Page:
BTA22 rs41640896 rs42002618 21,736,880 21,809,951 Allelic Allelic 0.17 0.18 4.45 × 10-6 1.58 × 10-5 0.08 (0.02 to 0.27) 0.10 (0.03 to 0.32) ITPR1
BTA22 rs109685350 22,382,709 Allelic 0.19 4.89 × 10-5 0.12 (0.04 to 0.37) -
BTA22 rs41621239 22,869,809 Allelic 0.23 2.67 × 10-5 0.13 (0.05 to 0.36) -
BTA22 rs41583533 22,961,332 Allelic 0.21 5.25 × 10-5 0.13 (0.05 to 0.36) -
BTA22 rs110161711 23,458,863 Allelic 0.16 1.82 × 10-5 0.09 (0.03 to 0.32) CNTN4
BTA22 rs41592357 24,219,999 Allelic 0.25 1.84 × 10-5 0.13 (0.05 to 0.35) CNTN4
1Chromosome location of the QTL.
2The SNP associated with Mycobacterium avium ssp. paratuberuclosis (Map) tissue infection as identified by rs number which is a reference number assigned to markers submitted to the National Center for Biotechnology Information SNP database.
3Single nucleotide polymorphism location as measured by numbered nucleotides in reference to the UMD 3.1 genome assembly.
4Genotypic or allelic models listed are those associated with Map tissue infection.
5Minor allele frequency.
6Significance value for the association of SNP with Map tissue infection.
7Odds ratio (major allele) of marker being associated with Map tissue infection.
8Positional candidate genes are defined as genes that are located within 50 kb on either side of the associated SNP(s). Bold gene names represent genes where the SNP is within the gene’s introns.

Pacific Northwest Holstein Genome-wide Association Analysis

Six QTL were associated with susceptibility to Map tissue infection in the PNW Holstein cattle GWAA (Table 2). The dominance model identified QTL on BTA8 and BTA14 and 2 on BTA21, while the recessive model identified a single QTL on BTA3. The QTL on BTA3 was located within the breast cancer anti-estrogen resistance 3 (BCAR3) gene. A second QTL on BTA8 and a QTL on BTA14 were associated with susceptibility to Map tissue infection using both the allelic and dominance models. The most significant (P = 8.6 × 10-8) QTL identified in the PNW population was on BTA21 and was identified using the allelic, additive, and dominance models. There were no positional candidate genes located in the 100 kb regions surrounding the lead-SNP for these 3 QTLs. Four QTL (located on BTA3, BTA8, and BTA14) identified in the PNW Holstein GWAA had OR < 1 (OR = 0.31 to 0.48) indicating that the G allele on BTA3 (rs110936943), the G alleles on BTA8 (rs29010355 and rs42454958), and the T allele on BTA14 (rs29016507) decreased the risk for becoming Map tissue infected. Two QTL (both located on BTA21) had OR > 1 (OR = 2.53 to 3.54), indicating that the animals with T (rs109376203) and G (rs41585301) alleles were 2 to 3 times more likely to be Map tissue infected. The pseudo-heritability estimate for the PNW Holstein population was 0.12 (SE = 0.25).


View Full Table | Close Full ViewTable 2.

Quantitative trait loci associated with susceptibility to Mycobacterium avium ssp. paratuberuclosis tissue infection for Pacific Northwest (PNW) Holstein cattle

 
QTL1 QTL associated SNP(s)2 SNP location (bp)3 Model(s)4 MAF5 P-value6 Odds ratio (95% confidence interval)7 Positional candidate genes8
BTA3 rs110936943 49,888,628 Recessive 0.21 4.25 × 10-5 0.45 (0.26 to 0.75) BCAR3
BTA8 rs29010355 18,932,857 Allelic Dominance 0.39 4.30 × 10-5 2.93 × 10-5 0.41 (0.27 to 0.63)
BTA8 rs42454958 33,964,937 Dominance 0.49 1.53 × 10-5 0.48 (0.32 to 0.74)
BTA14 rs29016507 59,770,268 Allelic Dominance 0.16 2.45 × 10-5 3.10 × 10-5 0.31 (0.18 to 0.54)
BTA21 rs109376203 61,370,773 Allelic Additive Dominance 0.38 1.98 × 10-7 8.61 × 10-8 1.89 × 10-7 3.54 (2.17 to 5.77)
BTA21 rs41585301 65,450,996 Dominance 0.33 2.78 × 10-5 2.53 (1.56 to 4.11)
1Chromosome location of the QTL.
2The SNP associated with Mycobacterium avium ssp. paratuberuclosis (Map) tissue infection as identified by rs number which is a reference number assigned to markers submitted to the National Center for Biotechnology Information SNP database.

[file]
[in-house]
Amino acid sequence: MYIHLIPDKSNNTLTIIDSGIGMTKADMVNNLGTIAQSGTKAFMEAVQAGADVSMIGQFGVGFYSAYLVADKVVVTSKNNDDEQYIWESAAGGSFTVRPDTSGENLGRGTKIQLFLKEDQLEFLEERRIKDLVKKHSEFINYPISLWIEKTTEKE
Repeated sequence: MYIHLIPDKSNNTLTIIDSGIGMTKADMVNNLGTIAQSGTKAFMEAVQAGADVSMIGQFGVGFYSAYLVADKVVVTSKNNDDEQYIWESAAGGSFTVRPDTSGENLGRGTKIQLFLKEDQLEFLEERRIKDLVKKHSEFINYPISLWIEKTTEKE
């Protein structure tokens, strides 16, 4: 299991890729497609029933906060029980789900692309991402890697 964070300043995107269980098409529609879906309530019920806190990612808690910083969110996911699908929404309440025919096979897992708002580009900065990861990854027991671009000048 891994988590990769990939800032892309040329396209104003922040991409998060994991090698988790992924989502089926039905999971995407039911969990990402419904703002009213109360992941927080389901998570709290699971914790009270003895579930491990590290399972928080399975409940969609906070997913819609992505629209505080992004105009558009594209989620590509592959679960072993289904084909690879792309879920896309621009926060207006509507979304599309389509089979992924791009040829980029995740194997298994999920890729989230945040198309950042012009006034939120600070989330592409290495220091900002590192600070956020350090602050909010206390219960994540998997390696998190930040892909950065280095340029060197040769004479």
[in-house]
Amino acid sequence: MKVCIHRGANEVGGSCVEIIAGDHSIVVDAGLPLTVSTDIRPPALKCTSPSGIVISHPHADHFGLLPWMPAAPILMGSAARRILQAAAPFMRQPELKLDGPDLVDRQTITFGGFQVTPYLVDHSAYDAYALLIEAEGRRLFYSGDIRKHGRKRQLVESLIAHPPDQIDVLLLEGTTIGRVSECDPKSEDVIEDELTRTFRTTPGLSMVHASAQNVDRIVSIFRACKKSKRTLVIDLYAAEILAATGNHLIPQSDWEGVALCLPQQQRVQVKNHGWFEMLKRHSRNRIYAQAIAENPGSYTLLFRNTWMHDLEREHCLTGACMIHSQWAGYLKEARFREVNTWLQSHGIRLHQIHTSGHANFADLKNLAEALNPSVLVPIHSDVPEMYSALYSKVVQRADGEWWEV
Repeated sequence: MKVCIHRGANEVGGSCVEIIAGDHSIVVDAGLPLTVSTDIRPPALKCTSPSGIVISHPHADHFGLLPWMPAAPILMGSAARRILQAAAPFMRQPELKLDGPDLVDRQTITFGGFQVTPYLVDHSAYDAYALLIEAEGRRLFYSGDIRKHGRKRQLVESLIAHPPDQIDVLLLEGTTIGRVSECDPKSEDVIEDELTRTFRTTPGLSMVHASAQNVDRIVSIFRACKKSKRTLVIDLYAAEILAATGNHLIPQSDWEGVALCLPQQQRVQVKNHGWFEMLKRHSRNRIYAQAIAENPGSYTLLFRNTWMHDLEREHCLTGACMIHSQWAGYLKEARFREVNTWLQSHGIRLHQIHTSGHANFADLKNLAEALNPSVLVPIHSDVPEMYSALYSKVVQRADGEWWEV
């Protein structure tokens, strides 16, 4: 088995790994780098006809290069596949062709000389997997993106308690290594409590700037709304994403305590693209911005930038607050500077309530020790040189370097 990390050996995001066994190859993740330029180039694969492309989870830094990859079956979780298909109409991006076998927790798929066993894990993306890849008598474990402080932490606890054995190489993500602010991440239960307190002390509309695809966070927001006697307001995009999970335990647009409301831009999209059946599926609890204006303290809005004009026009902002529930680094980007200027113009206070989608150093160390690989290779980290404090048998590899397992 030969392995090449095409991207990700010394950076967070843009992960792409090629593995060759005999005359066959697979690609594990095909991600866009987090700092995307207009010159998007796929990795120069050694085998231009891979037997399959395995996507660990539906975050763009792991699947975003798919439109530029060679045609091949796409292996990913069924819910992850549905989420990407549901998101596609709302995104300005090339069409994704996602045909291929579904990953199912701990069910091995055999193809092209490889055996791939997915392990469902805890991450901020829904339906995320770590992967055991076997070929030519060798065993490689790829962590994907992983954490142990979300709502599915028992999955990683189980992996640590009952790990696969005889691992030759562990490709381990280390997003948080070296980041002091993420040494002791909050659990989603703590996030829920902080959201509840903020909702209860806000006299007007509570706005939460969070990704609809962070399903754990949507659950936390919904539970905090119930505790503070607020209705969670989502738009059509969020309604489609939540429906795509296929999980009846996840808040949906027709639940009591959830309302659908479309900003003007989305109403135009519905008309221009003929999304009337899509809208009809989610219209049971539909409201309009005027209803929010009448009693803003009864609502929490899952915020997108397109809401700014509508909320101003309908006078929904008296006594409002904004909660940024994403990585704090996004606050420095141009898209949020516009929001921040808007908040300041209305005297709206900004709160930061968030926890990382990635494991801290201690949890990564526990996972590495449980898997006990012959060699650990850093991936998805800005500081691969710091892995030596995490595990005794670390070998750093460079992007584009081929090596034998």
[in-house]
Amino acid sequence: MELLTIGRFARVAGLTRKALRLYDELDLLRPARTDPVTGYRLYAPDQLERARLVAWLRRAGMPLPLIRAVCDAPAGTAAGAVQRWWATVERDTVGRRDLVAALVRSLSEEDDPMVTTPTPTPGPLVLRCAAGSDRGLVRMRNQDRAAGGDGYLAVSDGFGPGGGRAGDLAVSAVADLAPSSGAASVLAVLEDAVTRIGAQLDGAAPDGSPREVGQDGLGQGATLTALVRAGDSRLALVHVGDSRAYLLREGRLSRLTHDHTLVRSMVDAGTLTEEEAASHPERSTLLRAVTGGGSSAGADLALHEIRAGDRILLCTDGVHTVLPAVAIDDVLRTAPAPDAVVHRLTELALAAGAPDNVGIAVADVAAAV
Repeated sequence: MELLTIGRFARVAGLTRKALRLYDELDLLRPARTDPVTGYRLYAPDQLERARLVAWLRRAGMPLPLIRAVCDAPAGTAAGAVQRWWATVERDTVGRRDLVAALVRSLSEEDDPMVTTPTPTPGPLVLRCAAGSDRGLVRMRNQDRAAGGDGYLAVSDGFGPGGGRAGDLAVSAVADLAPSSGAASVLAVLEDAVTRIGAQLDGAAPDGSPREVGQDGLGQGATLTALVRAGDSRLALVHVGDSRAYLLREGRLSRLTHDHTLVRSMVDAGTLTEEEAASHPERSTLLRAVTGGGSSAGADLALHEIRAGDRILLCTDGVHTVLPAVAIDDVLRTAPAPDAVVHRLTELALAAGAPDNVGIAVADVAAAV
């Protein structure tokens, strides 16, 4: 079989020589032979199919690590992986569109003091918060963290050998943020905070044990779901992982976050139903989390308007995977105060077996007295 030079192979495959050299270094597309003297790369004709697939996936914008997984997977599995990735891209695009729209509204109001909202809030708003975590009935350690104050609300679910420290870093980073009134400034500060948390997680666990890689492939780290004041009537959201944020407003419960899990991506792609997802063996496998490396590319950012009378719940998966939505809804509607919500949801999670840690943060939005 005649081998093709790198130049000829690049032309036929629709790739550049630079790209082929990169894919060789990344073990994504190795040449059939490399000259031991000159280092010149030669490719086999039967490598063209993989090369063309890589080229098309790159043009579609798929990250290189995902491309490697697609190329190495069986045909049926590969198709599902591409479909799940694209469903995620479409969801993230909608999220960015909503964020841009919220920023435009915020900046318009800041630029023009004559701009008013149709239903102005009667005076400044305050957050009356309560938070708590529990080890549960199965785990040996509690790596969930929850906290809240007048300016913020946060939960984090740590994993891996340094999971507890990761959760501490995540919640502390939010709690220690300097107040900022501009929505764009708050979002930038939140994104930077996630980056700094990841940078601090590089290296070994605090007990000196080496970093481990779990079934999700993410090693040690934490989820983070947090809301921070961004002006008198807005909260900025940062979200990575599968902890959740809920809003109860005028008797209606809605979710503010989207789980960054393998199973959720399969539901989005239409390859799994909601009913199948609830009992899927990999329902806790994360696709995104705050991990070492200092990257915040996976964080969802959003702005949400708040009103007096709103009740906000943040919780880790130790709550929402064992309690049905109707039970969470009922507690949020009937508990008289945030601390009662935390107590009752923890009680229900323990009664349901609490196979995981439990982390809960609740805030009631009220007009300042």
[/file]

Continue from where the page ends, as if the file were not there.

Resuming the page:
3Single nucleotide polymorphism location as measured by numbered nucleotides in reference to the UMD 3.1 genome assembly.
4Genotypic or allelic models listed are those associated with Map tissue infection.
5Minor allele frequency.
6Significance value for association of SNP with Map tissue infection.
7Odds ratio (major allele) of marker being associated with Map tissue infection.
8Positional candidate genes are defined as genes that are located within 50 kb on either side of the associated SNP(s). Bold gene names represent genes where the SNP is within the gene’s introns.

Combined Pacific Northwest and Northeast Holstein Genome-wide Association Analyses

In the combined PNW and NE Holstein population meta-analysis using the BovineSNP50 data, 6 QTL were associated with Map tissue infection (Table 3). The allelic model identified 2 QTL (BTA10 and BTA12), the dominance models identified 3 QTL (BTA8, BTA14, and BTA16), and the recessive model identified 1 QTL (BTA16). The QTL on BTA8 and BTA14 had previously been identified to be associated with Map tissue infection in the PNW population (Table 2). Two positional candidate genes, feline leukemia virus subgroup c cellular receptor family member 2 (FLVCR2) and chromosome 10 open reading frame 1 (C10H14ORF1), were identified within the region harboring the QTL on BTA10. RAS p21 protein activator 3 (RASA3) and an uncharacterized protein (MGC134473) were identified in the 100 kb region surrounding the QTL on BTA12, which was the most significant QTL detected in the combined PNW and NE Holstein population (P = 2.33 × 10-5). The QTL region on BTA16 contained 3 positional candidate genes: microtubule affinity regulating kinase 1 (MARK1), mitochondrial amidoxime-reducing component 2 (MARC2), and chromosome 1 open reading frame 115 (C16H1orf115). One QTL on BTA14 was found by both the allelic and dominance models and another BTA16 QTL, containing 3 associated SNP, was found by both the additive and dominance models within introns of CDC42 binding protein kinase ɑ (CDC42BPA). Two of the 3 SNP (rs42396640 and rs42397377) had been previously associated with Map tissue infection in the NE Holsteins by Settles et al. (2009). Five QTL identified in the PNW and NE BovineSNP50 meta-analysis had OR < 1, indicating the major alleles (G nucleotide in rs42454958; C nucleotide in rs29014131; T nucleotide in rs29016507, rs110520204; A nucleotide in rs42396640) were associated with decreased susceptibility to Map tissue infection (OR = 0.42 to 0.63). While 1 QTL (tagged by rs43170466) on BTA10 had an OR > 1, indicating that the major allele (C) was associated with increased susceptibility to Map infection (OR = 1.86). The pseudo-heritability estimate for the combined PNW and NE Holstein population was 0.07 (SE = 0.14).